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Here’s What Happens if You Don’t Use a Credit Card for a Year Or More

Two hands holding a wallet taking cash out of it

Image source: The Motley Fool/Upsplash

A lot of people have credit cards they use on an almost daily basis. And if you’re a credit card user, you may find yourself swiping or tapping your card several times a week to buy things like groceries and gas.

But there may come a point when you stop using one of your credit cards. Maybe it’s that your other cards have a better rewards program. Or maybe you’re consciously trying to pay for more expenses with cash.

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You should know that not using a credit card could cause it to be canceled. And that could impact your credit score for the worse.

Will an unused credit card get canceled after 12 months?

It’s a fairly common practice for credit card companies to cancel cards due to inactivity. And the time frame for that happening can vary by card, so you’ll need to check your credit card agreement to see what you’re dealing with.

It’s not unusual, though, for a credit card to get canceled if it hasn’t been used for 12 months in a row. And worse yet, your credit card company may decide to cancel your card without issuing you a notice of a pending cancellation first.

The good news, though, is that you can’t be charged a fee for not using your credit card for a year or more. Inactivity fees were banned in 2010.

The problem with having a credit card canceled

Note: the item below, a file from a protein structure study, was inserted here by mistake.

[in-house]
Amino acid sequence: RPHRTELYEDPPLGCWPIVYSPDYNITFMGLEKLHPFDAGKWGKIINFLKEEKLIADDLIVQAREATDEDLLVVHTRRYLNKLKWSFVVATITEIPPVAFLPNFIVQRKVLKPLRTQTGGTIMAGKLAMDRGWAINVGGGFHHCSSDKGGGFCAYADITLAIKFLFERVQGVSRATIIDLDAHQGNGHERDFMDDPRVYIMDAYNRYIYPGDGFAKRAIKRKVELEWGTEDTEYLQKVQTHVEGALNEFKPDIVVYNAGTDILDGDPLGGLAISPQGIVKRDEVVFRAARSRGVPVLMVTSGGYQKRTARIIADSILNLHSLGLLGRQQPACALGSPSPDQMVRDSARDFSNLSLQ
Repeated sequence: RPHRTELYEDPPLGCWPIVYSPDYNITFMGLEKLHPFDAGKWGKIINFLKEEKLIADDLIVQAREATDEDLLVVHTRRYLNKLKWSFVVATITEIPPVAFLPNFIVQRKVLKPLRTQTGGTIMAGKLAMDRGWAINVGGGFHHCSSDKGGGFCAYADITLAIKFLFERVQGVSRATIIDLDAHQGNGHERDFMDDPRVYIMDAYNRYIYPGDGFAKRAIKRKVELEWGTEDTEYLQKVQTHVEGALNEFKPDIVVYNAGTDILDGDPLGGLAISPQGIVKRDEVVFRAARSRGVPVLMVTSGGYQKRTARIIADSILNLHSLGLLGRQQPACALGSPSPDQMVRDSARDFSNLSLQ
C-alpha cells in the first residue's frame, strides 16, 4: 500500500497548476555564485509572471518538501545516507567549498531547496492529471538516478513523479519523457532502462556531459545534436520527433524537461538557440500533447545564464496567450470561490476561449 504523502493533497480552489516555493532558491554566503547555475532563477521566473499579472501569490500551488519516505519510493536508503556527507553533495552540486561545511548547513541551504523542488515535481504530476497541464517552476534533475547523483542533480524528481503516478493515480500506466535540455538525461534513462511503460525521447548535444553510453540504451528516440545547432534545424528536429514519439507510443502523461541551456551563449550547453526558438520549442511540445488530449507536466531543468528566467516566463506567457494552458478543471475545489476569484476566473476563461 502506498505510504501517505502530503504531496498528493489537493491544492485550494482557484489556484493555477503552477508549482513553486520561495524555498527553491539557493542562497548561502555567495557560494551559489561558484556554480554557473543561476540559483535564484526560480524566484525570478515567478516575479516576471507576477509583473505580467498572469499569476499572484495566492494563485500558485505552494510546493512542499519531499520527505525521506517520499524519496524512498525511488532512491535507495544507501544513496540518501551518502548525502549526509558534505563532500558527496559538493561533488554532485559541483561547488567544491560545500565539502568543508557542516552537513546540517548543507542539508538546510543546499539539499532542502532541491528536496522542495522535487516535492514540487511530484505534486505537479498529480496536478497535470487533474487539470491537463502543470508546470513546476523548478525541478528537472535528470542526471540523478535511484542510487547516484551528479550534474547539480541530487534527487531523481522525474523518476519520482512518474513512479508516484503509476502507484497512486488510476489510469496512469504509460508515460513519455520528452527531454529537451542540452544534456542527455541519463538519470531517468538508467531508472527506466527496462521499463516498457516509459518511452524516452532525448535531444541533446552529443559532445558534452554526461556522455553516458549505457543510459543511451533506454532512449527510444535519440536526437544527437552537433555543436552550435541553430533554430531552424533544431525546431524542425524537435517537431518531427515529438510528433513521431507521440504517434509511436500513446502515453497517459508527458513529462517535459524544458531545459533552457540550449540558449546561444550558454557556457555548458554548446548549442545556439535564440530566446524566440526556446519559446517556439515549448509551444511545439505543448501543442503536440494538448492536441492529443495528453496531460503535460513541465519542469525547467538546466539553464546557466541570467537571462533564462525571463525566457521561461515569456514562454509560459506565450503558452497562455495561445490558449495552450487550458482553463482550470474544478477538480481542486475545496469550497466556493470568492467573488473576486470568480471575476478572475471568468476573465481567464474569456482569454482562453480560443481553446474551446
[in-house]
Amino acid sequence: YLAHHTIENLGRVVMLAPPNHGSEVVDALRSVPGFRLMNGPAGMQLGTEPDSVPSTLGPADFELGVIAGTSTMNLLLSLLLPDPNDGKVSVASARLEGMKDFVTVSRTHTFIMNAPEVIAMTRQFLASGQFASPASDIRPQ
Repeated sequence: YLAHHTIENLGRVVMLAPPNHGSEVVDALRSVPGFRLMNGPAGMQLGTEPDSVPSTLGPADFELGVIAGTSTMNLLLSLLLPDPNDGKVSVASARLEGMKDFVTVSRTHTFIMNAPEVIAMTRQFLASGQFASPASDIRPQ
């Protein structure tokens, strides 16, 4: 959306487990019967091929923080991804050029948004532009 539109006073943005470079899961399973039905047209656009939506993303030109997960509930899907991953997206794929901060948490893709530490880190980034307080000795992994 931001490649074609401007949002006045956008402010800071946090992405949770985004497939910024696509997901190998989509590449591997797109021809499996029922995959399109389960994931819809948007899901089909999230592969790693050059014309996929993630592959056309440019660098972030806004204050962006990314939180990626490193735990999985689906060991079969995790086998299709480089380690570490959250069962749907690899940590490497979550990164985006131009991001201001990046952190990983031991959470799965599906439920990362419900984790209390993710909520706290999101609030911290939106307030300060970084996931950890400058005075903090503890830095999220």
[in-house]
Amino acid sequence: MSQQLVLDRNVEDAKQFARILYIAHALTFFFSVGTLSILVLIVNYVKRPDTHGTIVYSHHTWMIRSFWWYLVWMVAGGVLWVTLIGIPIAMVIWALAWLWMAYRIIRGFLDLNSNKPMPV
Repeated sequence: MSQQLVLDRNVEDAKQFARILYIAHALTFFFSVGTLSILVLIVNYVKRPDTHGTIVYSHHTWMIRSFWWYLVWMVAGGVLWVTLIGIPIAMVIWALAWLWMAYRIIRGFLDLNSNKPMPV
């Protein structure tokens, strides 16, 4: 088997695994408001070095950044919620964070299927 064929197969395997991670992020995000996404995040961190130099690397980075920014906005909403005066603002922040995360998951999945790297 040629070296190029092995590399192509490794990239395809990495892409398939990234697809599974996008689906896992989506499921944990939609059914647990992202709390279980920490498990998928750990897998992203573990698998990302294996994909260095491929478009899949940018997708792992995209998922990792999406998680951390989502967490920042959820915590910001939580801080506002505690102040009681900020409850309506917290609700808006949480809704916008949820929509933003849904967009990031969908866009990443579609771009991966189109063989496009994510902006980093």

Chances are, if there’s a credit card of yours that you haven’t used for a year or more, you’re unlikely to miss it if your issuer decides to cancel it. But it’s a good idea to avoid that scenario for one key reason — a canceled card could bring your credit score down.

One big factor that goes into calculating your credit score is your credit utilization ratio, which measures the amount of revolving credit you’re using at any given point in time. Keeping that ratio to 30% or less could help your credit score improve or remain strong, whereas a higher ratio than that could hurt your score.

Here’s where a canceled credit card comes into play. Let’s say you have three credit cards with a total spending limit of $10,000, and you’re carrying a $2,000 balance. That puts you at 20% utilization, which isn’t a bad rate at all.

But what if one of those cards gets canceled due to inactivity, and your total spending limit across your cards suddenly drops to $6,000? Suddenly, you’re at 33% utilization, which isn’t nearly as good for your credit score as 20%.

That’s why it’s best to not let a credit card go unused for too long if it adds nicely to your total spending limit. Of course, it is a good idea to cancel a credit card with an annual fee that you’re not getting good use out of. But if the card isn’t charging a fee and can help with your credit utilization, then it pays to avoid having it canceled.

An easy way to avoid having a credit card canceled

One simple way to avoid a credit card cancellation due to inactivity is to set up a small recurring charge on that card, like a streaming service that costs under $10 per month. That way, if the card’s rewards program leaves much to be desired, you won’t lose out on too much cash back by charging that small expense every month. At the same time, you’ll be keeping your account open without having to think about it.

Remember, not only can a higher credit limit help your credit score, but you never know when you might need to charge a large expense on a credit card. Having access to credit is a good thing, so do your part to keep your cards active if there’s no fee for hanging onto them.

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The Ascent does not cover all offers on the market. Editorial content from The Ascent is separate from The Motley Fool editorial content and is created by a different analyst team.The Motley Fool has a disclosure policy.

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